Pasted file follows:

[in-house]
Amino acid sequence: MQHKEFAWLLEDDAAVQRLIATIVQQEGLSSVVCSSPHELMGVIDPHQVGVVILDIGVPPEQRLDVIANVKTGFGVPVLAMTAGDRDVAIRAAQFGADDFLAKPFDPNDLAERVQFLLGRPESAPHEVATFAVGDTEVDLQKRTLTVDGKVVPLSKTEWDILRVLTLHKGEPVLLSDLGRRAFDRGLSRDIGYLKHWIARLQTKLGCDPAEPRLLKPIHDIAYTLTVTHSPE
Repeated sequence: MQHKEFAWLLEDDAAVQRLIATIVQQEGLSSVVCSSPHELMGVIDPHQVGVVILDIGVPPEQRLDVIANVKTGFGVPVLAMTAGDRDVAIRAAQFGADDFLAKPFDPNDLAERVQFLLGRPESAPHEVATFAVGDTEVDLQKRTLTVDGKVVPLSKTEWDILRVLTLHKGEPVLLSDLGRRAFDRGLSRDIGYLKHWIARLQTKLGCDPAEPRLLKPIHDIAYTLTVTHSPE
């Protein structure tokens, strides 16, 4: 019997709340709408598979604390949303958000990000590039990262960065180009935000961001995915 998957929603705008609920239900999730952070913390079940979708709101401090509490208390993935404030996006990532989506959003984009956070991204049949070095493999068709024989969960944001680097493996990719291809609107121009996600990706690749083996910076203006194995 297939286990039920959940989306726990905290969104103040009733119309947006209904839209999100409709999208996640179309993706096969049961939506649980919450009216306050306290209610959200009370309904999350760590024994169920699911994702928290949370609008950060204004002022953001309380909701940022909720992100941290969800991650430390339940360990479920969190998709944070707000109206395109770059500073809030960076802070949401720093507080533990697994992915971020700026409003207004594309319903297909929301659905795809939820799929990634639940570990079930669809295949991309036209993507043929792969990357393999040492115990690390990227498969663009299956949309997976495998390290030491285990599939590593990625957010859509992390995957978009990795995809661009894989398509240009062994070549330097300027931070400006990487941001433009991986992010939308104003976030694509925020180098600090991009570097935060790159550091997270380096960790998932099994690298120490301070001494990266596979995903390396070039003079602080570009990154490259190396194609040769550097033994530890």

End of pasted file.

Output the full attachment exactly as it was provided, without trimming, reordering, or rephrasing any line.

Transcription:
[in-house]
Amino acid sequence: MQHKEFAWLLEDDAAVQRLIATIVQQEGLSSVVCSSPHELMGVIDPHQVGVVILDIGVPPEQRLDVIANVKTGFGVPVLAMTAGDRDVAIRAAQFGADDFLAKPFDPNDLAERVQFLLGRPESAPHEVATFAVGDTEVDLQKRTLTVDGKVVPLSKTEWDILRVLTLHKGEPVLLSDLGRRAFDRGLSRDIGYLKHWIARLQTKLGCDPAEPRLLKPIHDIAYTLTVTHSPE
Repeated sequence: MQHKEFAWLLEDDAAVQRLIATIVQQEGLSSVVCSSPHELMGVIDPHQVGVVILDIGVPPEQRLDVIANVKTGFGVPVLAMTAGDRDVAIRAAQFGADDFLAKPFDPNDLAERVQFLLGRPESAPHEVATFAVGDTEVDLQKRTLTVDGKVVPLSKTEWDILRVLTLHKGEPVLLSDLGRRAFDRGLSRDIGYLKHWIARLQTKLGCDPAEPRLLKPIHDIAYTLTVTHSPE
């Protein structure tokens, strides 16, 4: 019997709340709408598979604390949303958000990000590039990262960065180009935000961001995915 998957929603705008609920239900999730952070913390079940979708709101401090509490208390993935404030996006990532989506959003984009956070991204049949070095493999068709024989969960944001680097493996990719291809609107121009996600990706690749083996910076203006194995 297939286990039920959940989306726990905290969104103040009733119309947006209904839209999100409709999208996640179309993706096969049961939506649980919450009216306050306290209610959200009370309904999350760590024994169920699911994702928290949370609008950060204004002022953001309380909701940022909720992100941290969800991650430390339940360990479920969190998709944070707000109206395109770059500073809030960076802070949401720093507080533990697994992915971020700026409003207004594309319903297909929301659905795809939820799929990634639940570990079930669809295949991309036209993507043929792969990357393999040492115990690390990227498969663009299956949309997976495998390290030491285990599939590593990625957010859509992390995957978009990795995809661009894989398509240009062994070549330097300027931070400006990487941001433009991986992010939308104003976030694509925020180098600090991009570097935060790159550091997270380096960790998932099994690298120490301070001494990266596979995903390396070039003079602080570009990154490259190396194609040769550097033994530890």